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Portlands 10 Best Neighborhood Bars
Dated: October 8 2014
412 N.E. Beech St.
One night in 2007, wandering around Northeast Portland after Last Thursday, we wandered down to Prescott Street, past the old Podnah's Pit, and peeked into a new bar with candles flickering in the windows and on the bar. This was Tiga Bar, for several years my favorite Portland bar, a place where indie-rock stars might be DJing or pouring your Ninkasi Tricerahops IPA (so trendy then), where you might sit next to filmmaker Todd Haynes at the bar or swear you saw Stephen Malkmus ducking out of the dim back room.
The party ended this summer, when Tiga closed, making way for a southern-inspired brunch spot, Muscadine. With luck, the scene will migrate down the hill to the Beech Street Parlor, the bar Tiga owners Zach Sargent and sisters Maryam and Djamilah Troncelliti opened in 2011. The vibe is already there, with nightly DJs, house-infused spirits and good food served in a lovingly restored Victorian home, full of antique furniture, a gorgeous wood bar and customers spilling out onto the two-tiers patio. See you there.
Who's sitting next to you? The night's DJ, taking a break between sets.
Signature drink: Unfussy cocktails made with house-infused spirits.
-- Michael Russell
2600 N.E. Sandy Blvd.
With a biblical theme, Southern-influenced food and a long list of inventive cocktails, Church is a place you can't help but want to come back to, no matter what neighborhood you live in. Try the punch, a refreshing sipper served on ice for a downright abstinent $6, or explore the theologically-named cocktail list where lapsang souchong-infused Benedictine, black IPA syrup, yerba mate syrup are shaken and stirred. Hankering for something a little simpler?
The "more" section of the menu offers fun shots -- the sangrita back, a mini boot of El Jimador blanco tequila served with a sidecar of the sweet-spicy sangrita, or the pickle back, bourbon followed by a swig of pickle juice to ease the burn. Commemorate the night in the cloistered, claustrophobic photo booth, which texts all your embarrassing photos straight to your phone.
Who's sitting next to you? A couple of stylish young women gossiping about their latest love conquests and the colors they'd like to dye their hair.
Signature drink: The punch.
-- Samantha Bakall
1325 N.E. Fremont St.
The Turnbuckle at Free House
Michael Russell, The Oregonian
When is a neighborhood bar more than a neighborhood bar? Free House, reopened in 2012 with an immaculate pedigree -- including owners from Victory Bar and Olympic Provisions -- provides an answer. The menu here, in a narrow space roughly between Acadia New Orleans Bistro and County Cork Public House, is solid.
Cocktails are sharp. Order the Turnbuckle, a gin cocktail with cardamom vermouth and passion fruit, garnished with mint and served in a Collins glass, and a bowl of the smoked mac and cheese with sweet, crunchy onions (a worthy competitor to the baked spaetzle mac at Victory). Scan the menu and you'll find Olympic Provision meat, both in charcuterie and sausage form, plus good beer and an interesting vermouth selection. Irvington and Sabin residents have it good.
Who's sitting next to you? A woman in her early 30s, wearing a military coat, eating a cheddar cheeseburger.
Signature drink: while warm weather lasts, it's the Turnbuckle.
Past meets present
4057 N. Mississippi Ave.
Don't let the animal heads on the wall fool you. The hipsters here are only hunting for good drinks. They found them. A favorite of local bartenders -- it's open till 2:30 a.m. -- this "new American saloon" has the pre-Prohibition and spirit-forward cocktails they crave. There are Sazeracs and Old Fashioneds, of course, but who can resist ordering a Suffering Bastard? Gin and brandy team with lime and ginger beer for a strong, spicy sip.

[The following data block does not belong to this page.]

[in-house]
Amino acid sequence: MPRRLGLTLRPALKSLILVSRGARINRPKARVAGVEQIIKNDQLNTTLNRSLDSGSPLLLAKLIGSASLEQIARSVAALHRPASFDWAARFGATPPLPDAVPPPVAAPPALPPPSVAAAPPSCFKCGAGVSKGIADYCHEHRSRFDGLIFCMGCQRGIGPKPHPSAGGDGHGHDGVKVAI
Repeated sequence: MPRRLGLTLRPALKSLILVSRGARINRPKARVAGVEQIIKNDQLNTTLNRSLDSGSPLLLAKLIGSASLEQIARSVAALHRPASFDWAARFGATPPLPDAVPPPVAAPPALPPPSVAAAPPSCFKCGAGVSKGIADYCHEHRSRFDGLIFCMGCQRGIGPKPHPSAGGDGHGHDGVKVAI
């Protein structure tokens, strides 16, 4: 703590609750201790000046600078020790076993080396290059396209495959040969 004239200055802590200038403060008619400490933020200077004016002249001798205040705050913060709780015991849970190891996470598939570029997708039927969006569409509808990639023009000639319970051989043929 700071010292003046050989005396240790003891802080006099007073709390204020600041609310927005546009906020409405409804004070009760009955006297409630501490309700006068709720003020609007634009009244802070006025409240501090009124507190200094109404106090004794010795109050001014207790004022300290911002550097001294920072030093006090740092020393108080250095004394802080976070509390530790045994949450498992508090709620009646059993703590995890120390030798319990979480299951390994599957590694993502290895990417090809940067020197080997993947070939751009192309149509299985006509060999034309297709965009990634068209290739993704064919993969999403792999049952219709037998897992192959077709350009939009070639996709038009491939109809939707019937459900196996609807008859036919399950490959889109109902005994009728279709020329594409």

The tavern pays tribute to some of its favorite drinks with craft jelly shots ($2 at happy hour). Because it's a gastropub, bone marrow sits on the menu next to buffalo wings. Interurban is named for electric trains that ran along North Mississippi in the first half of the 20th century, with design touches borrowed from that era. You'll find wood aplenty, and the banquette is inspired by old train seats. It's a fitting tribute to a modern tavern that finds interesting ways to celebrate the past.
Who's sitting next to you? A young couple who apparently coordinated their outfits to the 1930 "Savoy Cocktail Book" (which featured many of the standards at Interurban).
Signature drink: The Sword Fight, with bourbon, ginger beer and a blue pun.
-- Colin Powers
2105 N. Killingsworth St.
Three years after opening, The Old Gold has become exactly what it was always meant to be: a catchall bar with a few good beers, some straightforward cocktails, and the best whiskey list you'll find this far north (at least until you hit Seattle). We could talk about the nerdy posters on the wall, the hardy Bay Area sports fandom, the Adidas-clad customers visiting from the sportswear company's campus down the road.
But everything you really need to know is written on a wall-sized chalkboard on the right as you walk in the door, where dozens of bourbons and ryes, from cheap firewater to $30-a-glass luxuries, are spelled out in a punctilious script. There's even an Elmer T. Lee bottled specifically for The Old Gold from a barrel hand-selected by the owners in Kentucky. Order it with a big rock.
Who's sitting next to you? Guy in a red baseball cap, drinking Rainier.
Signature drink: Bourbon.
THE SAPPHIRE HOTEL
5008 S.E. Hawthorne Blvd.
This Mount Tabor cocktail lounge derives its name from a previous incarnation as an early 20th century flophouse "inhabited by sailors, travelers and ladies of the night." A century later, it has transformed from a brothel lobby to the perfect date night spot, retaining a mysterious, sensuous allure that has you feeling like you're enjoying a late-night drink no matter the hour.